The Mudcat Café TM
Thread #161887   Message #3850865
Posted By: keberoxu
17-Apr-17 - 02:53 PM
Thread Name: English Trans. Req: Fruhlingsmusikanten
Subject: RE: English Trans. Req: Fruhlingsmusikanten
Whoa! Full stop! And propers to Grishka who caught me out. It serves me right for submitting something, in a language that is not my native language, without taking the time to examine the quote word by word.

No, I had paid no attention to the fact that "erdolchen" means to stab with a knife....I'm used to "stechen" and its variants, but "erdolchen," no. This assures that I shall never forget what "erdolchen" means.
Which is how I often learn....the hard way.

Yes, those were interesting times indeed. You had the German-speaking kingdoms and principalities and all, you had all these diverse interests because these places were not unified. You had Austria, which gave us Metternich, whose name is now a byword for diplomacy, the kind of diplomacy that requires nerves of steel. You had the Enlightenment. You had Sturm und Drang, which I guess had already crested, but its influence was still being felt, with all this passionate emotion in both literature and music. There was prosperity, not for all, but enough to give people ambitions and ideas.

And you know who else was in the public eye?

I think his Christian name was actually Wilhelm, but his penname was E. T. A. Hoffmann. If you know your operatic repertoire, you recognize him from "Les contes d'Hoffmann," or "The Tales of Hoffmann," one of those war-horses without which the opera houses would not stay open. And even for opera this is unusual, this case. This is no fictitious character; this is an artist/writer who wrote fiction, who composed music, who was a playwright with productions in the theater, and whose tragic demise and conflicted life-story elevated his reputation to that of a myth in his own right. Hoffmann has, since his death, joined the ranks of those called poètes maudits, "doomed poets."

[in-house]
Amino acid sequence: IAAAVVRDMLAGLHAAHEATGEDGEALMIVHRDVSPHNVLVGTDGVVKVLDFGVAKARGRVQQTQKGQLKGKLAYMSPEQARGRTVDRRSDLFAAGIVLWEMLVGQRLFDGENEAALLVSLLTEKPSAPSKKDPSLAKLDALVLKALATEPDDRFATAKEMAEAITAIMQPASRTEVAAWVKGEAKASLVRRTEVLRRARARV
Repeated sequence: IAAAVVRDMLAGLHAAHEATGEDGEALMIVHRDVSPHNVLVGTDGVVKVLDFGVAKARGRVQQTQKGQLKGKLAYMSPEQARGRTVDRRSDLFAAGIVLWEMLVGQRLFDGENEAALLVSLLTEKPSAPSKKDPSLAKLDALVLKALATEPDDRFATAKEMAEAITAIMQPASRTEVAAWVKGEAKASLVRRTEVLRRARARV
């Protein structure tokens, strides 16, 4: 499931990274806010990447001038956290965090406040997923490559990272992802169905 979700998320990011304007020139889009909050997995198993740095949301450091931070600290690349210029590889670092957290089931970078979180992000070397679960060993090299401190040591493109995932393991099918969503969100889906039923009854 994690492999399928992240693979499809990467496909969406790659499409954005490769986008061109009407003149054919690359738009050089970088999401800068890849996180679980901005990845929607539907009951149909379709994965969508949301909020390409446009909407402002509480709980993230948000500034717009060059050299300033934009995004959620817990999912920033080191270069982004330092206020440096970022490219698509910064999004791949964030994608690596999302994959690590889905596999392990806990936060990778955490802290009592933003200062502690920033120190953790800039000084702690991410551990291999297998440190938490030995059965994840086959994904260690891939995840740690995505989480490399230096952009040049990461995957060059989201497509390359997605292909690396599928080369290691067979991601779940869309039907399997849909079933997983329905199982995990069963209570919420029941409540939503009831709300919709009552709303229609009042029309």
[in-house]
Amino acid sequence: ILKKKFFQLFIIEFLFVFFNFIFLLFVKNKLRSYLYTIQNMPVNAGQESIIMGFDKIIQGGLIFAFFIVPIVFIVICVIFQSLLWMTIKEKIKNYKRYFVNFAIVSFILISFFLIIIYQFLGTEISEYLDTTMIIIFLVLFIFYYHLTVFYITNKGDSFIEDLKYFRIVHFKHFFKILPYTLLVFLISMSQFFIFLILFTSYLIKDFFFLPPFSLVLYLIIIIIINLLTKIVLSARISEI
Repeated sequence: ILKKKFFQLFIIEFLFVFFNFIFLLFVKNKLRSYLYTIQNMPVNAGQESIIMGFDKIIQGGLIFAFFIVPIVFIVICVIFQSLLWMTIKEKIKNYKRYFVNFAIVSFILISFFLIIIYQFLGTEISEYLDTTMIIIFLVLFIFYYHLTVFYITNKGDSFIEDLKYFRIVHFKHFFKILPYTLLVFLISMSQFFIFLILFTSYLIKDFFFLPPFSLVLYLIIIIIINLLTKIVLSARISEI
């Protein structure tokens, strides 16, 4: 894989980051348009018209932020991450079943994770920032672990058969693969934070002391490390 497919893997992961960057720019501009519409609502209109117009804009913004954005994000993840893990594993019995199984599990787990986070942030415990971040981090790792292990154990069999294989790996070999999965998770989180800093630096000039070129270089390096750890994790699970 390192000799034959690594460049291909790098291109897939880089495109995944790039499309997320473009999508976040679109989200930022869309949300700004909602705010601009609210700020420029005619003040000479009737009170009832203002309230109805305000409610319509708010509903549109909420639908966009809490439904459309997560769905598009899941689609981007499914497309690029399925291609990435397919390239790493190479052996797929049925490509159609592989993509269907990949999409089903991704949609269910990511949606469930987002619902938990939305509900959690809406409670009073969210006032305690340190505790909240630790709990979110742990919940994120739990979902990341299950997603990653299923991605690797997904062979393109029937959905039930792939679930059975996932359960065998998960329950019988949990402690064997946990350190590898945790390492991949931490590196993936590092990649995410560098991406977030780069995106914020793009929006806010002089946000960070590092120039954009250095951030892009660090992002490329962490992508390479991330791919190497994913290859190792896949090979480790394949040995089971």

If that sounds like a change of subject / thread drift, that is one side of the discussion.
On the other side: Hoffmann set to music, in this case for four-part women's chorus, a satire by -- you guessed it -- Friedrich Förster. The "object" in the satire is a "Kaiser" of "Turkey." And its tongue is firmly planted in cheek, both in words and music. I just looked, online for the first time, at a file of the first page of the vocal score, and it is intended to make you laugh. Hoffmann's melody, in parallel thirds in the divided soprano section, is a clear rip-off of the notorious:

I will sing you a song
And it won't take very long....

opening bars to "The Streets of Cairo", the tune that sounds like snake-charmer music. It's a hoot.
Since it has the same poet as the Frühlingsmusikanten, I may attach Förster's poetic satire to this thread in a future post.